[from Michael Lind's review of James Galbraith's Created Unequal, Washingon Monthly, November 1998]
Galbraith concludes with a manifesto: "I call on those who read these pages, whether they are economists or not, in positions of influence or not, to consider the possibility of a politics of full employment, low and stable interest rates, stronger economic growth, higher minimum wages, and declining inequality." In the final section of Created Unequal, he sets forth a program that could unite what he calls "true Progressives" and populists at the cost of horrifying free-market conservatives. Its elements include, among other things, democratic reform of the Federal Reserve; fighting inflation by means of "heterodox stabilization," involving low interest rates and wage pacts, rather than "tight money and balanced budgets"; and a higher minimum wage subject to a discretionary annual adjustment by the president.
All of which raises the question. You and whose army? According to Galbraith, "We will have to accept a certain social discipline on our individual chances, to increase the prospects of rising as a group." The problem lies in the definitions of "we" and "our." A case can be made that Galbraith, in attributing racial and ethnic tensions to inequality, has got the relationship between economic equality and a sense of national or racial community backward. The most egalitarian countries in the world are the nation-states of Northwestern Europe and East Asiacountries that are racially and culturally homogeneous and also have low rates of immigration.
The architects of the Swedish welfare state and Japanese corporate paternalism have been able to call on a powerful sense of ethnocultural nationality that transcended class differences. Would ethnic Swedes support a welfare state disproportionately used by ethnic Lapps? Would Japanese voters support corporate practices that disproportionately benefited Korean immigrants?
The United States is no exception to the rule. What made the New Deal possible between the '30s and the '60s was an unofficial white American cultural nationalism shared by white workers in the North who kept blacks out of unions and white Southern politicians who wrote New Deal legislation to exclude mostly-black agricultural and domestic workers. It is probably no coincidence that progressive-liberal economic egalitarianism had its greatest successes in the U.S. between the '40s and '60s, a generation after the shut-off of mass European immigration accelerated amalgamation in the whiteonly melting pot. Nor is it a coincidence that the Civil Rights revolution drove most of the former constituents of the New Deal Democratic coalition into the Republican party, where they now vote against government programs identified with "others" -blacks and immigrants.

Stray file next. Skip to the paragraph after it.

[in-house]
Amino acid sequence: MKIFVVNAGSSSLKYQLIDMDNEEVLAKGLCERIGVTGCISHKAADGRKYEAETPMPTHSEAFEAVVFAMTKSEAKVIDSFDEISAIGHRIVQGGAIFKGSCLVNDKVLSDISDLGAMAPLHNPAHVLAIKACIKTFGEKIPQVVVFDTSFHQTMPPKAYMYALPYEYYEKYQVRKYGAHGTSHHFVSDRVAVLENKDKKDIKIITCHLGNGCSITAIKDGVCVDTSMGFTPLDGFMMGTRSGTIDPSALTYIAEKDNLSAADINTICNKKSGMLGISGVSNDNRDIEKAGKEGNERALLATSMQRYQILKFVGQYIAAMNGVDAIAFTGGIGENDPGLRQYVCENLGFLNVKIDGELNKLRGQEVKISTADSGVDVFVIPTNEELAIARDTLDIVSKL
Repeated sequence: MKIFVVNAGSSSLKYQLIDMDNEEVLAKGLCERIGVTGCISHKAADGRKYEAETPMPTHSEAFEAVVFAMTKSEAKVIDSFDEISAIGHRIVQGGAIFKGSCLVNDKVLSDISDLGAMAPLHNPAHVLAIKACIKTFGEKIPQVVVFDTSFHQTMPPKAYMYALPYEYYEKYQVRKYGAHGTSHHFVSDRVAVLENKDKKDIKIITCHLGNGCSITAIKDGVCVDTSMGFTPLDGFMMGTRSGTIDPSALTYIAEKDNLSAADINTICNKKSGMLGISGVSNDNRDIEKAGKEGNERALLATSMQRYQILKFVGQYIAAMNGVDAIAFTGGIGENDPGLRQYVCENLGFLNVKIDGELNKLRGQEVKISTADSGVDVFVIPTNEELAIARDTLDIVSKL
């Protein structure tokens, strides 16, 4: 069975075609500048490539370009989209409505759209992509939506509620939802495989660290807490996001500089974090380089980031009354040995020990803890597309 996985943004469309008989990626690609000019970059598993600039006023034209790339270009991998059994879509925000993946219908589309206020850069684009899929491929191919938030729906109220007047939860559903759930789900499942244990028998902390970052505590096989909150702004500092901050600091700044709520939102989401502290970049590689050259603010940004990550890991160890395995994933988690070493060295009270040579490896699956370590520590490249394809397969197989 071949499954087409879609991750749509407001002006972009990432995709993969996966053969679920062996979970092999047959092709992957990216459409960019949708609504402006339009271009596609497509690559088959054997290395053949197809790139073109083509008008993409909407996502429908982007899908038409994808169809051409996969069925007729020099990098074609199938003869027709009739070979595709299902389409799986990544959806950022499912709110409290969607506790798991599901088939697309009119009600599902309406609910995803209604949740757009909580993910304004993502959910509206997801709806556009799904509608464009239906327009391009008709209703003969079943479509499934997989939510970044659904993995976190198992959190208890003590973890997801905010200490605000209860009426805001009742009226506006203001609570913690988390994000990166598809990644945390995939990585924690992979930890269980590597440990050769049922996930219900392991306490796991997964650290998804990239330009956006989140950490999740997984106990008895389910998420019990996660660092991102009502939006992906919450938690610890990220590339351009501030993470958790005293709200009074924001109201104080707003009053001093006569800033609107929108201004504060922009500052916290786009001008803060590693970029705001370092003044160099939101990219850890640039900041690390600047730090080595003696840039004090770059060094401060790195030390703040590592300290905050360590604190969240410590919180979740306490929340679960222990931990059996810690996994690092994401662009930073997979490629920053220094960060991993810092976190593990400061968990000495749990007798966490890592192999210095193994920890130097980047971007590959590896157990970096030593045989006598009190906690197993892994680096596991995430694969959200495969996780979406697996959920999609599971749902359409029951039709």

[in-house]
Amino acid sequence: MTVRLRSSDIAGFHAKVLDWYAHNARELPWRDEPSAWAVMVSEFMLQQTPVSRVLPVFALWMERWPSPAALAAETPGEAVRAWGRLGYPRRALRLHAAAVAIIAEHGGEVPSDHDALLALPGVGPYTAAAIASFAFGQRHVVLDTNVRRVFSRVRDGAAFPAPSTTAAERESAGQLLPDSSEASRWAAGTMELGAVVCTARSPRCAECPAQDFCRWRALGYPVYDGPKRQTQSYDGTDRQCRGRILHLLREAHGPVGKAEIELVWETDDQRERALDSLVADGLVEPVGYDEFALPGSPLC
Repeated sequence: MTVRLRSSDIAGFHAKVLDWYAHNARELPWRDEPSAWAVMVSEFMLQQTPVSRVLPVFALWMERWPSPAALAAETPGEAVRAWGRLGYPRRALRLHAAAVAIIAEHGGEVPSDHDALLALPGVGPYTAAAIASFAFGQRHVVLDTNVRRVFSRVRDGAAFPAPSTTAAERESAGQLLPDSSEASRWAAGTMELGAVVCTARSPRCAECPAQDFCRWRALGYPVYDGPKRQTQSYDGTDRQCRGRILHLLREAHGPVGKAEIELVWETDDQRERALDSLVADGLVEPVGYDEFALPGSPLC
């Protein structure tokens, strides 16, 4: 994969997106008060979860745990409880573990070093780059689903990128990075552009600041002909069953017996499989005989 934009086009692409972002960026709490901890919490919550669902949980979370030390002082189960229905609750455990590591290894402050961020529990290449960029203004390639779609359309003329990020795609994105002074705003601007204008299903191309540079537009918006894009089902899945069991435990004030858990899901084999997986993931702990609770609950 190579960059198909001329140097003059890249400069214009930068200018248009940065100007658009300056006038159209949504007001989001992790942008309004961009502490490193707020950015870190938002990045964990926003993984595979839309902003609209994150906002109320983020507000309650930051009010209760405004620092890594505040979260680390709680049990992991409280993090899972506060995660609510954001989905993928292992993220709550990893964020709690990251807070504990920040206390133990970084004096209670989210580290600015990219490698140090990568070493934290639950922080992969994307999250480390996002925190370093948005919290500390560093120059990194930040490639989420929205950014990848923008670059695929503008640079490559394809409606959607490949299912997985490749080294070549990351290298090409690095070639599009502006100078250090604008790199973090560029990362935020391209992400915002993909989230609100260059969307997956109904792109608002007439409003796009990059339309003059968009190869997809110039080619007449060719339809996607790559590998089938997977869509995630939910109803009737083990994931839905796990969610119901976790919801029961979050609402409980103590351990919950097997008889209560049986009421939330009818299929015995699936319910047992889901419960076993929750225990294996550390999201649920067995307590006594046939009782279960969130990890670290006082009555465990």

Since the'60s, multicultural identity politics has made it difficult if not impossible for egalitarian liberals to appeal to a common American fate, to use terms like "us" and "our" without qualification. The most popular alternative to racial identity politics, a "civic" nationalism, is no more helpful. A purely territorial and political definition of American identity is too vague and insipid to inspire personal and collective sacrifice, including the sacrifice of higher taxes. Rejecting trans-racial cultural nationalism as the rationale for social equality, egalitarians in the United States tend to fall back on vague appeals to social justice inspired by Marxism or the Protestant Social Gospel. But what if a politics of extreme cultural pluralism or post-national cosmopolitanism is incompatible with a politics of egalitarian nationalism? What if it is necessary to choose between diversity and solidarity? Nothing short of an American nationalism that is more compelling than racial and ethnic particularisms seems capable of providing the sense of community that can inspire a new politics of economic and social equality.
James K. Galbraith has sketched out the political economy of an egalitarian America. All that is lacking is an America.